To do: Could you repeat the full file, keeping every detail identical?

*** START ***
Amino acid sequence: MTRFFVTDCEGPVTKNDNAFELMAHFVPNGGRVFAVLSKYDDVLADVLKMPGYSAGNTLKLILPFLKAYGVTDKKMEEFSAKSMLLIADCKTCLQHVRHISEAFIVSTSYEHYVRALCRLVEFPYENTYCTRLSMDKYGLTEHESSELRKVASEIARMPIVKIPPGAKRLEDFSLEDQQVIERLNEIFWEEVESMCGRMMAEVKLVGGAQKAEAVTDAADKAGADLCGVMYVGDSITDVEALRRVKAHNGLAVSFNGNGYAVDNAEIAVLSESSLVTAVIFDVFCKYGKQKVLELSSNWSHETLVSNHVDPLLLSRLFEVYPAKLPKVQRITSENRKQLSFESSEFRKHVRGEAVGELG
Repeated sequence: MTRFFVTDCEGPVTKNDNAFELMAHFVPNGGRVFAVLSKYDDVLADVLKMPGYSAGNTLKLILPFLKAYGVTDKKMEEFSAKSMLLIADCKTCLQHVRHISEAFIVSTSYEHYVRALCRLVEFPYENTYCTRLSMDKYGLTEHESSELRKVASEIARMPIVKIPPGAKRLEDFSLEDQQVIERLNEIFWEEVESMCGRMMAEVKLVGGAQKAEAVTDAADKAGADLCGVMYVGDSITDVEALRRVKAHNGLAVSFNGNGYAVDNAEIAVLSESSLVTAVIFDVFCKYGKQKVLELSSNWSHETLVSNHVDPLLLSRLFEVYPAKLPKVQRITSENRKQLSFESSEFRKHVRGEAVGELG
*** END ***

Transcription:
Amino acid sequence: MTRFFVTDCEGPVTKNDNAFELMAHFVPNGGRVFAVLSKYDDVLADVLKMPGYSAGNTLKLILPFLKAYGVTDKKMEEFSAKSMLLIADCKTCLQHVRHISEAFIVSTSYEHYVRALCRLVEFPYENTYCTRLSMDKYGLTEHESSELRKVASEIARMPIVKIPPGAKRLEDFSLEDQQVIERLNEIFWEEVESMCGRMMAEVKLVGGAQKAEAVTDAADKAGADLCGVMYVGDSITDVEALRRVKAHNGLAVSFNGNGYAVDNAEIAVLSESSLVTAVIFDVFCKYGKQKVLELSSNWSHETLVSNHVDPLLLSRLFEVYPAKLPKVQRITSENRKQLSFESSEFRKHVRGEAVGELG
Repeated sequence: MTRFFVTDCEGPVTKNDNAFELMAHFVPNGGRVFAVLSKYDDVLADVLKMPGYSAGNTLKLILPFLKAYGVTDKKMEEFSAKSMLLIADCKTCLQHVRHISEAFIVSTSYEHYVRALCRLVEFPYENTYCTRLSMDKYGLTEHESSELRKVASEIARMPIVKIPPGAKRLEDFSLEDQQVIERLNEIFWEEVESMCGRMMAEVKLVGGAQKAEAVTDAADKAGADLCGVMYVGDSITDVEALRRVKAHNGLAVSFNGNGYAVDNAEIAVLSESSLVTAVIFDVFCKYGKQKVLELSSNWSHETLVSNHVDPLLLSRLFEVYPAKLPKVQRITSENRKQLSFESSEFRKHVRGEAVGELG